Archive for November, 2010

When the poor bite the dust

Posted: November 6, 2010 in No- nonsense

Four generations of women flounder in the depths of poverty

Cuddled in rug in a scanty makeshift tent made of tarpaulin sheet, exposed to the vagaries of the cold weather, 90 -year old Tashi Tshomo spends her twilight days in complete deprivation. She is old, sick, and suffering.

Her 60-year old daughter, Yanglham, who cannot speak and is mentally unsound, fumbles around the tent, smiling to visitors. Next in the line, YangLham’s daughter, Dechen Pelden, 27, is also partly physically impaired.  The youngest of the generation, Dechen Pelden’s daughter, 10 year-old Pempa, is lost and confused.

The four of them live below a farm road running to the village Langru near Khadsarapchu. Two dilapidated tents, stuffed with old household paraphernalia are what they call a home. Leave aside basic amenities like drinking water and electricity, they barely have enough to survive on.

Dechen Pelden’s husband, an old gomchen (lay monk) feeds the family by begging for alms in the capital.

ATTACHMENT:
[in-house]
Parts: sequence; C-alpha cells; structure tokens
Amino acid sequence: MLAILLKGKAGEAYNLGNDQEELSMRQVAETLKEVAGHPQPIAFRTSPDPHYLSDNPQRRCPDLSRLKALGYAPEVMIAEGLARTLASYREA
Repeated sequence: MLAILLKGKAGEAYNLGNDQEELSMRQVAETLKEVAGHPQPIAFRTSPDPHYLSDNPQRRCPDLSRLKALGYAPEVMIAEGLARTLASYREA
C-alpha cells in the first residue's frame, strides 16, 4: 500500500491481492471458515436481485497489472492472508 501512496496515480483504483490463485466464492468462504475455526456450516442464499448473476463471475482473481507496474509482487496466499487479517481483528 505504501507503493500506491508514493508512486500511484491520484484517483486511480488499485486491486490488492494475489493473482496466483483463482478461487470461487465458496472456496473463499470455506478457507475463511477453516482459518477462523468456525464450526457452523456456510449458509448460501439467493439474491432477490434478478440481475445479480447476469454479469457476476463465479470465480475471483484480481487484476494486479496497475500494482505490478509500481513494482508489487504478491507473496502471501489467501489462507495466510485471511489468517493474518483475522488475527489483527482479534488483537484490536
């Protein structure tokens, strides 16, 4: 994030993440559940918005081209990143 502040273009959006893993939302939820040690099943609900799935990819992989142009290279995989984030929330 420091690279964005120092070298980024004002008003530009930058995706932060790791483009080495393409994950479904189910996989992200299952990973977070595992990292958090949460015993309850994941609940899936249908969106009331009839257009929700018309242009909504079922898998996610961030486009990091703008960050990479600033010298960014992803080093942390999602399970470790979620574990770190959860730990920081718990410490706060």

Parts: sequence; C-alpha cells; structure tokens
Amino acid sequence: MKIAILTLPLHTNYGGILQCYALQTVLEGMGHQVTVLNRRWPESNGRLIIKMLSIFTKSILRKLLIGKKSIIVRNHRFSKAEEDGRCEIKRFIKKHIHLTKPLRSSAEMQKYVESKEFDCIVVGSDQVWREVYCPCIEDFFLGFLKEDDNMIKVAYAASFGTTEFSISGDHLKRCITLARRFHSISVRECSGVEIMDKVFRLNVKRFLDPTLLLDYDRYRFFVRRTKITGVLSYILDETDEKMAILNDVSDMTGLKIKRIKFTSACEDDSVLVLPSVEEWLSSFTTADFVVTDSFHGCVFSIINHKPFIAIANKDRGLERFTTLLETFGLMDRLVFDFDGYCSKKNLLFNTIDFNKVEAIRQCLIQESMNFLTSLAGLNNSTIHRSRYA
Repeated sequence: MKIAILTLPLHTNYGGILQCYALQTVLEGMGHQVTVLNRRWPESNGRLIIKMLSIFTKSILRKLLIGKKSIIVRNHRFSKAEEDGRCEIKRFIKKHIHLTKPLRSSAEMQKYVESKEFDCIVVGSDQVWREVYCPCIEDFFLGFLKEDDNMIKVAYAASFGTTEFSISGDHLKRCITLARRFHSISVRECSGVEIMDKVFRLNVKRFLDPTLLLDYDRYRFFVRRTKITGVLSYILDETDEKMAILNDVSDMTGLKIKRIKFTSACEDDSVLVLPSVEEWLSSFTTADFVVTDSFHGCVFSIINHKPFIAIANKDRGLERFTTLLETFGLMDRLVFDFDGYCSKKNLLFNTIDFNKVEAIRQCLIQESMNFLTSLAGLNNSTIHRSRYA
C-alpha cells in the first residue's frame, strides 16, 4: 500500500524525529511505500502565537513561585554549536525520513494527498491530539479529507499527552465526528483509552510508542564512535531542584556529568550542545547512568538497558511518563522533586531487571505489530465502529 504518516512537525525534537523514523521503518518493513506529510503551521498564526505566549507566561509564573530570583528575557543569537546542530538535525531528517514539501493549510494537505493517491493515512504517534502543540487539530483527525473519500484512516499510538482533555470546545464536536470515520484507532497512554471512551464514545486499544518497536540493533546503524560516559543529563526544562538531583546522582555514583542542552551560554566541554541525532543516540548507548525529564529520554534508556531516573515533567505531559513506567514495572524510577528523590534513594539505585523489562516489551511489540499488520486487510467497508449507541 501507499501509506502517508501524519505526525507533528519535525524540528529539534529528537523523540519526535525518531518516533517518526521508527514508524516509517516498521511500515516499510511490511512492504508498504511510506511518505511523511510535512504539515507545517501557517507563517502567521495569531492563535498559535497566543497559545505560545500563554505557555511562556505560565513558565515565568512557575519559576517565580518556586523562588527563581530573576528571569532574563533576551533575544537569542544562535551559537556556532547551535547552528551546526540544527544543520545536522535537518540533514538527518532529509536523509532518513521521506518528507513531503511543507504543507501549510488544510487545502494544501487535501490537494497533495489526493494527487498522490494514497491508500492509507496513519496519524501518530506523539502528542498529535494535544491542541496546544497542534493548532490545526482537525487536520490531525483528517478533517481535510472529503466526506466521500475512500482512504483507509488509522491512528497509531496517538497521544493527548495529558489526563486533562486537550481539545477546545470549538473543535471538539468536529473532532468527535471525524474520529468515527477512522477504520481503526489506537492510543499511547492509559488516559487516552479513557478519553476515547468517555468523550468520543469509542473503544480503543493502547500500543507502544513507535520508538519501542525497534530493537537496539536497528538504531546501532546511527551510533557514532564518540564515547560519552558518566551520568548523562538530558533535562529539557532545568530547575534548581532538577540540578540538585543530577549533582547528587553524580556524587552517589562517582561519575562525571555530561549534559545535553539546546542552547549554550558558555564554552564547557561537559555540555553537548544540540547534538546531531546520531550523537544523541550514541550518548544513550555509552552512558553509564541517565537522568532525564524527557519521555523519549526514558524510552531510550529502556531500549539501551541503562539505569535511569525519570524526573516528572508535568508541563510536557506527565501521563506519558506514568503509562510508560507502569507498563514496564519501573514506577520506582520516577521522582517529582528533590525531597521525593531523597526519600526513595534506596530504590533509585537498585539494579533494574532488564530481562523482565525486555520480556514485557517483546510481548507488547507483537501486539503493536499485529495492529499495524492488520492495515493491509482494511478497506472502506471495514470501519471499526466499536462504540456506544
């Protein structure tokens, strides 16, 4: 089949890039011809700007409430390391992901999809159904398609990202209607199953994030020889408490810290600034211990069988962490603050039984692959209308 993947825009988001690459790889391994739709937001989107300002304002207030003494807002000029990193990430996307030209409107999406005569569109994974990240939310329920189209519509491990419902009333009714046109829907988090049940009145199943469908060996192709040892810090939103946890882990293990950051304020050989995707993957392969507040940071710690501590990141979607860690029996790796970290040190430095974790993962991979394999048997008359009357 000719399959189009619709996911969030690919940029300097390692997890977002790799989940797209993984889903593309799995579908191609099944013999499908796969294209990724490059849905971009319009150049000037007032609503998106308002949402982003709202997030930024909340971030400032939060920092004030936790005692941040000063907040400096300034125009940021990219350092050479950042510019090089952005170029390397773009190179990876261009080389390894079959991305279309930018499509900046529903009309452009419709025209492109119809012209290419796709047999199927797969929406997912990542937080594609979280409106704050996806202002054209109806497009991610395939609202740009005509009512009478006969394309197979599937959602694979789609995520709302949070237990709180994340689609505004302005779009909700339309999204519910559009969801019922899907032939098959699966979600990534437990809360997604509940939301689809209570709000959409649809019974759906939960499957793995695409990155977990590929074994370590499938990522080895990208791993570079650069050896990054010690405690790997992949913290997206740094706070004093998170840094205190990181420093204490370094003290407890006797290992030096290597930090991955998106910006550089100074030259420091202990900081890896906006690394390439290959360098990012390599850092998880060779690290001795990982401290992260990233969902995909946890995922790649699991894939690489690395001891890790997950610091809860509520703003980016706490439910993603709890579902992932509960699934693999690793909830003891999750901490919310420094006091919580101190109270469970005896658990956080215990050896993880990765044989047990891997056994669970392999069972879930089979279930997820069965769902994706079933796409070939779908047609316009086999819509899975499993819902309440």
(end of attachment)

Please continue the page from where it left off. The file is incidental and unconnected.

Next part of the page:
“The gomchen is out to get vegetables and cooking oil,” says Dechen Pelden. “He returns by evening.”

The family lived near the Dolma Lhakang in Hongkong market earlier in a squatter settlement, depending on the dole-outs served by the Lhakang’s tshgogpa. They had to vacate the hut when Thimphu City Corporation dismantled squatters in the municipality.

Ever since then, the four women have been on the run.

For couple of years, a woman from Khadsarapchu gave them shelter in her empty cowshed. However, last month, they had to shift out as the owner had got a herd of cattle that needed a roof.

Although registered voters from Thrim Throm, the family do not have land or any property.

“We could do with a little help from the government,” says Tashi Tshomo, who has been ill for few years now. “Maybe they could give us food and clothes,” she adds.

“If someone could build a small hut for us to live would be a blessing,” cuts in Dechen Pelden.

The youngest daughter in the family, Pempa, wants to go to school.

“But her great grandmother refuses to allow anyone to take her,” says Tshamchoe, a woman who runs a hotel at Khadsarapchu. “Several people wanted to help her but theangay would not listen.”

Tashi Tshomo and Yanglham receive a monthly pay of Nu 100 each from the Dolma Lhakhang’s tshogpa through the City bank in Thimphu.

“We collect the money every six months but for that my mother and grandmother have to go to the bank in person,” says Dechen Pelden. “It is difficult when she cannot walk or move out of the house.”

Leaving the two elderly women back in the tent Dechen Pelden and her daughter, Pempa, scurry downhill to Khadsarapchu. To wait for their bread earner.


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